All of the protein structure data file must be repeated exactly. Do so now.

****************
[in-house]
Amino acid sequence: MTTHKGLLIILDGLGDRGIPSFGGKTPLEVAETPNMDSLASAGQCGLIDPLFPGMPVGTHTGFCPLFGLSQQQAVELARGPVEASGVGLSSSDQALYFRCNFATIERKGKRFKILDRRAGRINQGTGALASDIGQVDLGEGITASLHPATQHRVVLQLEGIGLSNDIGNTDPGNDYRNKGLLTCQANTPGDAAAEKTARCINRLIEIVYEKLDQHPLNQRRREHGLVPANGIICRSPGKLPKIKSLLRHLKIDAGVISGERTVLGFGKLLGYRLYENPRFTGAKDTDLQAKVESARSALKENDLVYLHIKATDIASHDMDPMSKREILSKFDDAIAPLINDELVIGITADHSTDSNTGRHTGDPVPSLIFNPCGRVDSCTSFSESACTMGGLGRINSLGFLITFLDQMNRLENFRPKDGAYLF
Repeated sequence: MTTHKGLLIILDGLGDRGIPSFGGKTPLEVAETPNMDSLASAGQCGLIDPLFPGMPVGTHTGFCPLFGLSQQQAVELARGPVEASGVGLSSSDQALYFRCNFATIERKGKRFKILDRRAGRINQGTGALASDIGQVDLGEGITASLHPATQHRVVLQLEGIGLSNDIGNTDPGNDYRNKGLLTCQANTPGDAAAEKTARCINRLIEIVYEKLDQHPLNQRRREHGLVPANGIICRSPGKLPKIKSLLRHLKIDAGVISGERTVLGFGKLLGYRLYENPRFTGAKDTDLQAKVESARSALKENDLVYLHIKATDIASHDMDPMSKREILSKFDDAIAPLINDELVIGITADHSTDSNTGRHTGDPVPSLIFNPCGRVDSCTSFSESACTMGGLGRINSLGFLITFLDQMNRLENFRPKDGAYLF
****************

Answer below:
[in-house]
Amino acid sequence: MTTHKGLLIILDGLGDRGIPSFGGKTPLEVAETPNMDSLASAGQCGLIDPLFPGMPVGTHTGFCPLFGLSQQQAVELARGPVEASGVGLSSSDQALYFRCNFATIERKGKRFKILDRRAGRINQGTGALASDIGQVDLGEGITASLHPATQHRVVLQLEGIGLSNDIGNTDPGNDYRNKGLLTCQANTPGDAAAEKTARCINRLIEIVYEKLDQHPLNQRRREHGLVPANGIICRSPGKLPKIKSLLRHLKIDAGVISGERTVLGFGKLLGYRLYENPRFTGAKDTDLQAKVESARSALKENDLVYLHIKATDIASHDMDPMSKREILSKFDDAIAPLINDELVIGITADHSTDSNTGRHTGDPVPSLIFNPCGRVDSCTSFSESACTMGGLGRINSLGFLITFLDQMNRLENFRPKDGAYLF
Repeated sequence: MTTHKGLLIILDGLGDRGIPSFGGKTPLEVAETPNMDSLASAGQCGLIDPLFPGMPVGTHTGFCPLFGLSQQQAVELARGPVEASGVGLSSSDQALYFRCNFATIERKGKRFKILDRRAGRINQGTGALASDIGQVDLGEGITASLHPATQHRVVLQLEGIGLSNDIGNTDPGNDYRNKGLLTCQANTPGDAAAEKTARCINRLIEIVYEKLDQHPLNQRRREHGLVPANGIICRSPGKLPKIKSLLRHLKIDAGVISGERTVLGFGKLLGYRLYENPRFTGAKDTDLQAKVESARSALKENDLVYLHIKATDIASHDMDPMSKREILSKFDDAIAPLINDELVIGITADHSTDSNTGRHTGDPVPSLIFNPCGRVDSCTSFSESACTMGGLGRINSLGFLITFLDQMNRLENFRPKDGAYLF